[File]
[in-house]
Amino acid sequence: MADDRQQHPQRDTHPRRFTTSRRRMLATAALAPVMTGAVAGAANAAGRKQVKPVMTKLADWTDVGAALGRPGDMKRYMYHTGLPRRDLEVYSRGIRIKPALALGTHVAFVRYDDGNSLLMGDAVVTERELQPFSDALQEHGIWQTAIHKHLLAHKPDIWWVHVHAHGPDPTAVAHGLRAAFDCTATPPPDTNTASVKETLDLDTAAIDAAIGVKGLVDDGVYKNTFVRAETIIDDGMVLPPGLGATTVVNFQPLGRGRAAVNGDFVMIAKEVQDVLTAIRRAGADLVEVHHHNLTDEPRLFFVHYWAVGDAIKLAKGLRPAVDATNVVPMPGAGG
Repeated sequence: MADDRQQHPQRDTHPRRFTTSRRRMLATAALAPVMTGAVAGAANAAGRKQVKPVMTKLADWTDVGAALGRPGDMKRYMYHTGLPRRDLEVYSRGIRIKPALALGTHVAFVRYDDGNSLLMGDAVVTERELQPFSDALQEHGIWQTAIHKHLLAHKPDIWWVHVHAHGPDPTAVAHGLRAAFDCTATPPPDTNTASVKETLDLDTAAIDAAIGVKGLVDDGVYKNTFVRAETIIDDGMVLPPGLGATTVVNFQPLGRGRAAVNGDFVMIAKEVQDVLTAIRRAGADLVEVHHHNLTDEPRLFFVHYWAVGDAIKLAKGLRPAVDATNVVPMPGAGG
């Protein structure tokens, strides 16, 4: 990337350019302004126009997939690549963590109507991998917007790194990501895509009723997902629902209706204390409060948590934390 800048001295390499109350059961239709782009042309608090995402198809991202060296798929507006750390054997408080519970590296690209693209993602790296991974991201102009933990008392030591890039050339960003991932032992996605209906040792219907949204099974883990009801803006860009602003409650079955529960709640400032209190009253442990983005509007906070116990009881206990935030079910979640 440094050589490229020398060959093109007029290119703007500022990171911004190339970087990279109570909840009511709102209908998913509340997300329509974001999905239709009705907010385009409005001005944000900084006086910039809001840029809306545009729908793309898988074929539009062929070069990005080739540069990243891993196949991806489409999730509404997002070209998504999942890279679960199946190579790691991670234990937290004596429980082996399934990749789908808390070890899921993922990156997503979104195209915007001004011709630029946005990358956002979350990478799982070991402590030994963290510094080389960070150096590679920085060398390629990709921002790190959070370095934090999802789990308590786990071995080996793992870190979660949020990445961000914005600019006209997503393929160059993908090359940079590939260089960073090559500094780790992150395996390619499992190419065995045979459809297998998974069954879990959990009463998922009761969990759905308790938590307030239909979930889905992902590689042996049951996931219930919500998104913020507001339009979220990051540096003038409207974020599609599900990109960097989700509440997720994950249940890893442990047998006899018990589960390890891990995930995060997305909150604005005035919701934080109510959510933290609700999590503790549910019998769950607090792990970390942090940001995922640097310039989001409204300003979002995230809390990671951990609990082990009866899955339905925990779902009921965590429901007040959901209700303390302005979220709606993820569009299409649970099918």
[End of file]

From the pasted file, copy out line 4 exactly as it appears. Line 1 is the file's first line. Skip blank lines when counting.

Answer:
């Protein structure tokens, strides 16, 4: 990337350019302004126009997939690549963590109507991998917007790194990501895509009723997902629902209706204390409060948590934390 800048001295390499109350059961239709782009042309608090995402198809991202060296798929507006750390054997408080519970590296690209693209993602790296991974991201102009933990008392030591890039050339960003991932032992996605209906040792219907949204099974883990009801803006860009602003409650079955529960709640400032209190009253442990983005509007906070116990009881206990935030079910979640 440094050589490229020398060959093109007029290119703007500022990171911004190339970087990279109570909840009511709102209908998913509340997300329509974001999905239709009705907010385009409005001005944000900084006086910039809001840029809306545009729908793309898988074929539009062929070069990005080739540069990243891993196949991806489409999730509404997002070209998504999942890279679960199946190579790691991670234990937290004596429980082996399934990749789908808390070890899921993922990156997503979104195209915007001004011709630029946005990358956002979350990478799982070991402590030994963290510094080389960070150096590679920085060398390629990709921002790190959070370095934090999802789990308590786990071995080996793992870190979660949020990445961000914005600019006209997503393929160059993908090359940079590939260089960073090559500094780790992150395996390619499992190419065995045979459809297998998974069954879990959990009463998922009761969990759905308790938590307030239909979930889905992902590689042996049951996931219930919500998104913020507001339009979220990051540096003038409207974020599609599900990109960097989700509440997720994950249940890893442990047998006899018990589960390890891990995930995060997305909150604005005035919701934080109510959510933290609700999590503790549910019998769950607090792990970390942090940001995922640097310039989001409204300003979002995230809390990671951990609990082990009866899955339905925990779902009921965590429901007040959901209700303390302005979220709606993820569009299409649970099918």